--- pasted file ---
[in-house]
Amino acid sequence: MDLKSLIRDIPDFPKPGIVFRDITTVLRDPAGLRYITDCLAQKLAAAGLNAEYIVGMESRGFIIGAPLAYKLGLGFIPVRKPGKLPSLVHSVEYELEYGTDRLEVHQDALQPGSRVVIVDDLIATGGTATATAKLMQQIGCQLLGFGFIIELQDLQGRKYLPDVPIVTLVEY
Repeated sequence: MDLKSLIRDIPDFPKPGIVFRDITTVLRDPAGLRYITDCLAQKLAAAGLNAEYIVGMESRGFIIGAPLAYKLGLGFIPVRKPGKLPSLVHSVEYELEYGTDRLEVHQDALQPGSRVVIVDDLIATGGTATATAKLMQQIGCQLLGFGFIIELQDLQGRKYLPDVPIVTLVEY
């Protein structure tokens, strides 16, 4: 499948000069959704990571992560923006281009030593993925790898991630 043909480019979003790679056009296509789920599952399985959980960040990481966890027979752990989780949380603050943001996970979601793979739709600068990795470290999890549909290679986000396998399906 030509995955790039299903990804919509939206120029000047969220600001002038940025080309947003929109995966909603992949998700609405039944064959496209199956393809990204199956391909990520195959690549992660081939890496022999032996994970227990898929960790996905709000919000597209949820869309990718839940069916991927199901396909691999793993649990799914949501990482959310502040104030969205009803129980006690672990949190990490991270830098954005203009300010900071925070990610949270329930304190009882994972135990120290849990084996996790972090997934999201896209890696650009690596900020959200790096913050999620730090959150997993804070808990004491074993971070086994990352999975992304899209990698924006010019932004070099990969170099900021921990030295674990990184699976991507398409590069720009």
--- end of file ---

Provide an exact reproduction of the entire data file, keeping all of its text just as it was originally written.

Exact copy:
[in-house]
Amino acid sequence: MDLKSLIRDIPDFPKPGIVFRDITTVLRDPAGLRYITDCLAQKLAAAGLNAEYIVGMESRGFIIGAPLAYKLGLGFIPVRKPGKLPSLVHSVEYELEYGTDRLEVHQDALQPGSRVVIVDDLIATGGTATATAKLMQQIGCQLLGFGFIIELQDLQGRKYLPDVPIVTLVEY
Repeated sequence: MDLKSLIRDIPDFPKPGIVFRDITTVLRDPAGLRYITDCLAQKLAAAGLNAEYIVGMESRGFIIGAPLAYKLGLGFIPVRKPGKLPSLVHSVEYELEYGTDRLEVHQDALQPGSRVVIVDDLIATGGTATATAKLMQQIGCQLLGFGFIIELQDLQGRKYLPDVPIVTLVEY
């Protein structure tokens, strides 16, 4: 499948000069959704990571992560923006281009030593993925790898991630 043909480019979003790679056009296509789920599952399985959980960040990481966890027979752990989780949380603050943001996970979601793979739709600068990795470290999890549909290679986000396998399906 030509995955790039299903990804919509939206120029000047969220600001002038940025080309947003929109995966909603992949998700609405039944064959496209199956393809990204199956391909990520195959690549992660081939890496022999032996994970227990898929960790996905709000919000597209949820869309990718839940069916991927199901396909691999793993649990799914949501990482959310502040104030969205009803129980006690672990949190990490991270830098954005203009300010900071925070990610949270329930304190009882994972135990120290849990084996996790972090997934999201896209890696650009690596900020959200790096913050999620730090959150997993804070808990004491074993971070086994990352999975992304899209990698924006010019932004070099990969170099900021921990030295674990990184699976991507398409590069720009």